There is a report to MARBI this conference outlining an initial implementation in MARC21. There are signfiicant differences in the granualrity of data elementss and we need to figure out how much to align them.

We also need to begin work on a new carrier to suceed MARC.


Bob Wolven (WG member)

It is hoped that this session will mainly be dedicated to discussion.

Some background: over last 6 weeks, after putting out the final draft for comment, the group got 150 pages of comments. Some contradict each other. Many resulted in revision of text to clarify meaning in the report.

Areas of comment: clarification of meaning of particular sections, which they did. There was also a desire to be more specific about the 'how'. That wasn't for group to do, and in any case there was not time for that kind of analysis. As an example, the call for a new carrier – this is not easy to do and this wasn't the right group. but hopefully more energy will be put to it.encouraging discussion, in groups like this.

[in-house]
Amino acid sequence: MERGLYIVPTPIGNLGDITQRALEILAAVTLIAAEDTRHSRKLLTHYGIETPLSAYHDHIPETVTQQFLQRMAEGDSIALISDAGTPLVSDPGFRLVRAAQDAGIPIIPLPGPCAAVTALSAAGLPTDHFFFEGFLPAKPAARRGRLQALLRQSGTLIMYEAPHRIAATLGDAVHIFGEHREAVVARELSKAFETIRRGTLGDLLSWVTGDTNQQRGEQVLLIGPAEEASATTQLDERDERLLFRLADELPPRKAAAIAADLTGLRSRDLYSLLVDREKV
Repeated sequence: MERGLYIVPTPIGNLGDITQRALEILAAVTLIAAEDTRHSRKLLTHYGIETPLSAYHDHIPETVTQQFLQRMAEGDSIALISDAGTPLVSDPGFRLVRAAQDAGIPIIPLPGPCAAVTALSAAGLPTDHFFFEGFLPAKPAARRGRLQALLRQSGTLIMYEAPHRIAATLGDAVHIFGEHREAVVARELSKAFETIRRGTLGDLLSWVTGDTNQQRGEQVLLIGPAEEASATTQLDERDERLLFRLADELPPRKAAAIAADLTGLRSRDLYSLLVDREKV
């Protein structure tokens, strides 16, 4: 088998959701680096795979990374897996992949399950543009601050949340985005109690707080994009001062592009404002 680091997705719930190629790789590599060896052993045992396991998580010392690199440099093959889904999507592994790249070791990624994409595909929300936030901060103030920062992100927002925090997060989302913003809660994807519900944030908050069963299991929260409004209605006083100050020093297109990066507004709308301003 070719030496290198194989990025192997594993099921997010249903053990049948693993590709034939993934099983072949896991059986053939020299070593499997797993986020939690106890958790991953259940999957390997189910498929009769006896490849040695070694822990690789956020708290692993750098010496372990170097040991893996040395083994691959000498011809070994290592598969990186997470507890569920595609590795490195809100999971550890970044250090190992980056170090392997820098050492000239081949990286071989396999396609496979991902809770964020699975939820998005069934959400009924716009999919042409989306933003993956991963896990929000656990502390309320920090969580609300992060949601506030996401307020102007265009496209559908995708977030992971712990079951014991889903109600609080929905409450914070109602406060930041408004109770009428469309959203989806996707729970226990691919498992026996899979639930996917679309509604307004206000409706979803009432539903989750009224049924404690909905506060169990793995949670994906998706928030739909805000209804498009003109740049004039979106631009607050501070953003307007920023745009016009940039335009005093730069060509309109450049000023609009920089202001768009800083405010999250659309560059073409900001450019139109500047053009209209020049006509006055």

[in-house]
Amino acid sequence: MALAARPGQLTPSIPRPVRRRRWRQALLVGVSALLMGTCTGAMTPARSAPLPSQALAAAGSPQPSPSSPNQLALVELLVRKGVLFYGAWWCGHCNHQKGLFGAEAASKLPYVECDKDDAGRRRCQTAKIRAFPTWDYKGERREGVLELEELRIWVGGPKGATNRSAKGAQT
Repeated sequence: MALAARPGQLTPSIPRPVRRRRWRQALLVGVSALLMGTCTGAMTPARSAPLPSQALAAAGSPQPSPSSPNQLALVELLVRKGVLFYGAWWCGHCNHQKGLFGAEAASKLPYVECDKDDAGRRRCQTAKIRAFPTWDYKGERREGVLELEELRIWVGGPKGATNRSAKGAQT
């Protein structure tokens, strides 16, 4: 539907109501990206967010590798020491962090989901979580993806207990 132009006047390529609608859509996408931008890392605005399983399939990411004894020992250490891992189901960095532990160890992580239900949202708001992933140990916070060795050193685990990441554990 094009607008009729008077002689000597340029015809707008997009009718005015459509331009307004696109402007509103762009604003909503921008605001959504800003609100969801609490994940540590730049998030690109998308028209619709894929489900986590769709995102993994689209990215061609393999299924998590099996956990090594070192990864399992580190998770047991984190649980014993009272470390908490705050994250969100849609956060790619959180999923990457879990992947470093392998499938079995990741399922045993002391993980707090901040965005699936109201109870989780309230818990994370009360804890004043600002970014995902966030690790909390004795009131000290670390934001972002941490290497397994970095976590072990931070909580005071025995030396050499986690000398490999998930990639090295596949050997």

People also wanted to know exactly WHO would do certain tasks. Many Cannot be delegated to a specific group; everyone needs to work on it. Also, some changes will not controlled by libraries, but involve more participants.

Chris Cole, NAL (working group member)

This is not just a report to LC; recommendations are to many groups and to the community. In terms of the new carrier: we have to recognize that the primary users of data are/will be machines, so standards development done by people for people is not necessarily suited to this environment. There is an engineering component. We need real solid testing; not just philosophical agreement on the standard, but will it work?

Also, the realization of economic dependencies. We all are strapped - and that includes LC. We need to make decisions based on this reality.

The process: this was an outcome of the serials control decision mess. LC made lemonade out of lemons. LC stepped back to take a bigger look. The working group represents wide range of interests. Chris is part of indexing industry; Bob represents PCC. There were also representatives from Google and Microsoft. Note that we reached more than consensus; it was more like unanimity -- there is not a minority report.


Q: What does carrier mean?

A: It means that we cannot modify MARC to be our future bibliographic record; we have to create something substantially different.

Q: What were comments?